International Star, Inc.


Mineralization and Alteration

Gold mineralization at the Van Deemen prospect occurs primarily in gently-dipping zones of quartz-sericite-hematite-pyrite clay alteration of brecciated Precambrian gneiss. Alunite is locally present in minor amounts. The alteration zones are spatially associated with  rocks generally exhibiting an open style of brecciation. Stacked sheets of quartz breccia are often present in the gold zones, sometimes forming at the fault contact with the upper plate, and other times forming irregular lenses in the faulted gneiss. These quartz breccias often contain mixed fragment types including brecciated chunks of vein quartz. The matrix supporting the breccia fragments appears to be made up of finely pulverized rock flour subsequently replaced by fine-grained quartz. In these quartz breccia zones, sulphides {pyrite and arsenopyrite) occur in and near late-stage fractures. Surrounding the quartz breccia bodies are locally brecciated gneisses often severely sheared prior to alteration. The shearing has drawn the feldspars into lenses and augen into bands that alternate with others composed of strained quartz grains, all greatly elongated in parallel. The feldspars are usually pulverized during this shearing process and subsequently replaced by dense sericite. •The altered rock surrounding the tabular quartz-breccia bodies is often cut by comby quartz veins carrying considerable pyrite .and arsenopyrite (?) that is usually fully oxidized. In general, where there is an increase in the amount of open, brittle brecciation and hematite and limonite there is also an increase in the old content.

The quartz-sericite-hematite-pyrite alteration is widespread along the Van Deemen Fault. The area of alteration is more extensive than the gold zones (+0.010 o/t gold). Drill holes north of Areas III and IV have shown a relatively thick package of altered rocks paralleling the low-angle normal fault, but the altered rocks carry only weak, spotty gold mineralization. Drill data available to date suggest that the northeast-trending gold zones are surrounded by a relatively large area of alteration that is mostly barren of gold. In other words, the gold zones seem to occur as elongate, tabular bodies trending northeast within a much more extensive body of alteration.

It is possible that hydrothermal fluids were being introduced into the low-angle fault zone by a wide variety of footwall conduits producing a broad, sheet-like zone of alteration. It is also possible that the northeast-trending fault zones (accommodation zones ?} tapped a gold-bearing hydrothermal fluid source and acted as conduits carrying the precious metal into the favorable fault breccia host. Future exploration for gold mineralization at the Van Deemen will be concentrated on following out known gold zones to the northeast and southwest and identifying new gold trends.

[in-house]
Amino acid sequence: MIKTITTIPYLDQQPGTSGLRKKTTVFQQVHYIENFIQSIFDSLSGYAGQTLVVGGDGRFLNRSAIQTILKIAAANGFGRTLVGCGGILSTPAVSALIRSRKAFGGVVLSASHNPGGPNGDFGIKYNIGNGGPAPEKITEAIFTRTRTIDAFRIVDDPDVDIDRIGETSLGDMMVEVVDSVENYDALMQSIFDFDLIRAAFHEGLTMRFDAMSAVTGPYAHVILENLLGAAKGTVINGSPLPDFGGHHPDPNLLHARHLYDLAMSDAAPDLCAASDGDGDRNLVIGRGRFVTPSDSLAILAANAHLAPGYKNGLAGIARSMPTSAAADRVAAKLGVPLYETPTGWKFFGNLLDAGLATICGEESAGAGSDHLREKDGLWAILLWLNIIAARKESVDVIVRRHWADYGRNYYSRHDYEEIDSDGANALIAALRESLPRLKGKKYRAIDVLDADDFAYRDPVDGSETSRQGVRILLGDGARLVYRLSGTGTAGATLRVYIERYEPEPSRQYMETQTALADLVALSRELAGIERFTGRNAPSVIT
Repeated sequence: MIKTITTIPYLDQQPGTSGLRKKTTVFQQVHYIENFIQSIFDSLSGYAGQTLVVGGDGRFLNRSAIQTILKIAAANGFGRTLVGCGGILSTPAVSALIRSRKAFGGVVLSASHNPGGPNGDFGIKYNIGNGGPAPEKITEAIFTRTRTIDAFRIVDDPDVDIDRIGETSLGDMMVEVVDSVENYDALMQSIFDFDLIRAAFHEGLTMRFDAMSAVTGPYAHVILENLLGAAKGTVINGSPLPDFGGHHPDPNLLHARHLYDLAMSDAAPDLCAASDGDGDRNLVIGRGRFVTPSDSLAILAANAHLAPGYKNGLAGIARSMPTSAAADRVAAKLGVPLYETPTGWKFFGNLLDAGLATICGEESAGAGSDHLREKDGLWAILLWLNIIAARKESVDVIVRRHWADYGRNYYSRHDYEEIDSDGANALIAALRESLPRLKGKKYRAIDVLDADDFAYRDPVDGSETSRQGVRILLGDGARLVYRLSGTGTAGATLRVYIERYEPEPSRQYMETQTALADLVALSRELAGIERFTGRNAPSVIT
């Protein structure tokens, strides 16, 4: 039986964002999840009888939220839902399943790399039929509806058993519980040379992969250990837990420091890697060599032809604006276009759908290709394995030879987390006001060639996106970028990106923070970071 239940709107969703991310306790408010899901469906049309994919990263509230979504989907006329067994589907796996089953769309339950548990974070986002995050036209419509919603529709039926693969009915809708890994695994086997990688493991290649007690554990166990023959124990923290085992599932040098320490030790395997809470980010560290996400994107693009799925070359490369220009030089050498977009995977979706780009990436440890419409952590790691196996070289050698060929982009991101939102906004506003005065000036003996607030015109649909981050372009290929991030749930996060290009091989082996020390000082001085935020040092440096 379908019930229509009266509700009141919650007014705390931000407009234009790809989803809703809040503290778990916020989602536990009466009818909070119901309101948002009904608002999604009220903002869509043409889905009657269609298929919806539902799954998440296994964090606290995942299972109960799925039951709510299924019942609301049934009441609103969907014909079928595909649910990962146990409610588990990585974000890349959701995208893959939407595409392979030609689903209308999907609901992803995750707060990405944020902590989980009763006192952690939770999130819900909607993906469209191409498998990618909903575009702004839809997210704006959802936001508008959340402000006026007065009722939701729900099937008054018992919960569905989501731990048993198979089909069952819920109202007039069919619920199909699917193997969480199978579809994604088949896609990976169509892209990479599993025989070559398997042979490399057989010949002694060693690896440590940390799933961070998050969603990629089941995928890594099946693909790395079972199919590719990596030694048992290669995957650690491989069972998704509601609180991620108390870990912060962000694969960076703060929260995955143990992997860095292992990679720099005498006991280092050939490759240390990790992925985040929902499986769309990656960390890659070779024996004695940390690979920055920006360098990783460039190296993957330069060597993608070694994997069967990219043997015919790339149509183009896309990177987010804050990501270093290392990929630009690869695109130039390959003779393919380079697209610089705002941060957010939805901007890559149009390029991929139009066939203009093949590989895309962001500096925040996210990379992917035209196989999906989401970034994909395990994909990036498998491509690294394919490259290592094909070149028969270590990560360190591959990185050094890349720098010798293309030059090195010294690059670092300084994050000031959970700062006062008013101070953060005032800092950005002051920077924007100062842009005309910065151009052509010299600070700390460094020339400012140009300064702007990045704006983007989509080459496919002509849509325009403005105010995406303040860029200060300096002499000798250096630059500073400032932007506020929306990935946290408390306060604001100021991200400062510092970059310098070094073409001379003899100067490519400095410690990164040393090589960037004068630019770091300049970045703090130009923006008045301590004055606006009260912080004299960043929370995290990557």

The gold-related alteration and mineralization at the Van Deemen locally overprints zones of porphyry copper alteration as described by Wilkins (1984). In some instances it is difficult to discern one from the other or to which event a particular zone of alteration is related. In general, the porphyry alteration exhibits a phyllic alteration assemblage (quartz-sericite-pyrite), but usually lacks the hypogene earthy hematite, minor clays, and brecciation that is present in the mid-Tertiary (?) alteration. It has been suggested Van Deemen Fault zone might have simply overprinted a portion of a failed, gold-bearing porphyry copper system. However, the close spatial association of gold mineralization with the mid-Tertiary low angle normal fault, combined with thin section work showing much of the mineralization introduced after brittle, open-style brecciation, suggests that the gold was introduced during the mid-Tertiary event, and not with the Laramide porphyry event.

No ore microscopy work has been completed to date on the gold-bearing rocks at Van Deemen, so it remains an unknown as to how and where the gold occurs. Preliminary cyanide leach tests do indicate, however, that a good percentage of the gold is free and probably quite fine. In addition, the combination of detailed surface sampling and close-spaced drilling has indicated a weak to moderate supergene enrichment at the surface, another indication that much of the gold is probably native.